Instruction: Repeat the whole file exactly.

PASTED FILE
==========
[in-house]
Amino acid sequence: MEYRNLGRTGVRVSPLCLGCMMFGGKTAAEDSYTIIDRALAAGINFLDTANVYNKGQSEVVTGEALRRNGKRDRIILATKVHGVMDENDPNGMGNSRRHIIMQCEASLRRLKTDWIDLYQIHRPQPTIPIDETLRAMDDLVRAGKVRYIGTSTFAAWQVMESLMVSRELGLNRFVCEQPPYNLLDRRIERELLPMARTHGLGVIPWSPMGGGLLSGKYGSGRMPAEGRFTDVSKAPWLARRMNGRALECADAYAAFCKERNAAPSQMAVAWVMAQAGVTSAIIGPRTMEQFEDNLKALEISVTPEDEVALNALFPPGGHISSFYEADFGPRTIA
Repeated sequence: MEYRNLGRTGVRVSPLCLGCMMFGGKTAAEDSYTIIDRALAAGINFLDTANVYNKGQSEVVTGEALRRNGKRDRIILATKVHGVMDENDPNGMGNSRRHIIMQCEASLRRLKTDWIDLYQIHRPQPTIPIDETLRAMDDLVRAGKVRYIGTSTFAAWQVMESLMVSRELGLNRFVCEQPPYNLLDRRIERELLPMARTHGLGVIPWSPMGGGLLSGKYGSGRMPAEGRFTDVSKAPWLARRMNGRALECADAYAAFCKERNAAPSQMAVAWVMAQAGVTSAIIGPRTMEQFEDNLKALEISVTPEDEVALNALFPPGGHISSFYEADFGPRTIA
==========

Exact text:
[in-house]
Amino acid sequence: MEYRNLGRTGVRVSPLCLGCMMFGGKTAAEDSYTIIDRALAAGINFLDTANVYNKGQSEVVTGEALRRNGKRDRIILATKVHGVMDENDPNGMGNSRRHIIMQCEASLRRLKTDWIDLYQIHRPQPTIPIDETLRAMDDLVRAGKVRYIGTSTFAAWQVMESLMVSRELGLNRFVCEQPPYNLLDRRIERELLPMARTHGLGVIPWSPMGGGLLSGKYGSGRMPAEGRFTDVSKAPWLARRMNGRALECADAYAAFCKERNAAPSQMAVAWVMAQAGVTSAIIGPRTMEQFEDNLKALEISVTPEDEVALNALFPPGGHISSFYEADFGPRTIA
Repeated sequence: MEYRNLGRTGVRVSPLCLGCMMFGGKTAAEDSYTIIDRALAAGINFLDTANVYNKGQSEVVTGEALRRNGKRDRIILATKVHGVMDENDPNGMGNSRRHIIMQCEASLRRLKTDWIDLYQIHRPQPTIPIDETLRAMDDLVRAGKVRYIGTSTFAAWQVMESLMVSRELGLNRFVCEQPPYNLLDRRIERELLPMARTHGLGVIPWSPMGGGLLSGKYGSGRMPAEGRFTDVSKAPWLARRMNGRALECADAYAAFCKERNAAPSQMAVAWVMAQAGVTSAIIGPRTMEQFEDNLKALEISVTPEDEVALNALFPPGGHISSFYEADFGPRTIA